Check them out, and let us know what kinds of treats you like to make at your studio for St. Patrick's Day!

Oh, and you're welcome!

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Noe Leilani via @joandjax on Instagram

It's officially March, and you know what that means—green dance gear all around! Your students will come to class looking like jolly-green leprechauns, and you wouldn't have it any other way—it's way too much fun! To help you and your dancers find your best green getup, here are three green outfit ideas that will fulfill all your St. Patrick's Day needs. No pinching needed!

You're welcome!

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Getty Images

Cleaning competition numbers is a process—and a difficult one at that. Making your dancers look cohesive without draining them of their passion and individuality can feel like an impossible task.

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Site Network
Emily Giacalone, modeled by Nicole Kennedy of Marymount Manhattan College

We get it: Dance is exhausting, and sometimes all you want to do during a quick break is, well, nothing. Bill Evans, director of the Evans Somatic Dance Institute, recommends the following options, which are both relaxing and recuperative for the stresses dance puts on your body. From energizing restorative poses to deep breathing, here are five ways to make your downtime work for you.

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For a young student in the process of developing bodily awareness, a hands-on adjustment by a teacher can mean the difference between safe and incorrect alignment. But in many K–12 schools today, a hands-on approach is frowned upon or sometimes even forbidden. With dance being a kinesthetic art, this limitation presents a predicament for K–12 dance teachers. Here, two teachers share their views on whether to use touch in class and, if so, how they go about it.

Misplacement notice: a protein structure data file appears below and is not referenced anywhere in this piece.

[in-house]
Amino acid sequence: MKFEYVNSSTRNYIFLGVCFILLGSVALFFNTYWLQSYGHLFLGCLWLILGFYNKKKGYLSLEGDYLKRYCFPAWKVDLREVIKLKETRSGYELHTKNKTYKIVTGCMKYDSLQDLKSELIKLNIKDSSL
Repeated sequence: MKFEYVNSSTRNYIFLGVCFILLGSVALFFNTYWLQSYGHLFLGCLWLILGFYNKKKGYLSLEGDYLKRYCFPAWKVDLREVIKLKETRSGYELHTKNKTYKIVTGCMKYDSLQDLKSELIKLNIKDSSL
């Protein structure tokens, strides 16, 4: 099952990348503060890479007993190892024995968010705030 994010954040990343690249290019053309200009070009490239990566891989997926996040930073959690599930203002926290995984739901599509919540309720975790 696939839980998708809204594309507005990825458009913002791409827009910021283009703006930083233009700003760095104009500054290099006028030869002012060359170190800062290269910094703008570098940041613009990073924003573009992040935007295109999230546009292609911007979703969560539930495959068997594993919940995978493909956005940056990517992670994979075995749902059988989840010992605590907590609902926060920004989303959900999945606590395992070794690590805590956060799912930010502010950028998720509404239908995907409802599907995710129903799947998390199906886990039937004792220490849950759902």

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Like many dance traditions, it started at the Paris Opéra. (Edgar Degas' "The Dance Class")

The dance world is brimming with superstitions. One of the most common is never to say "good luck" before a show, since everyone knows uttering the phrase is, in fact, very bad luck. Actors say "break a leg" instead. But since that phrase isn't exactly dance-friendly, you and your dance friends probably tell each other "merde" before taking the stage.

According to the Oxford English Dictionary, "merde" is a French exclamation that loosely translates to, er, "poop." So how did dancers end up saying "merde" to each other instead of "good luck"?

To learn more, we spoke to Raymond Lukens, associate emeritus of the American Ballet Theatre National Training Curriculum, and Kelli Rhodes-Stevens, professor of dance at Oklahoma City University. Read on—and the next time you exchange "merdes" with your castmates before a show, you'll know why.

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When it comes to running a thriving dance studio, Cindy Clough knows what she's talking about. As executive director of Just For Kix and a studio owner for more than four decades, she's all too aware of the unique challenges the job presents, from teaching to scheduling to managing employees and clients.

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via YouTube

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When Danica Paulos left Southern California at 17 to train in New York City at The Ailey School while she finished high school, she had no idea that she'd be dancing with the professional company within four years. She completed the school's professional program (on scholarship), then landed a spot with Ailey II. After a year, she was invited to replace an injured dancer in the main company, and when her Ailey II season ended, Robert Battle invited her to continue full-time.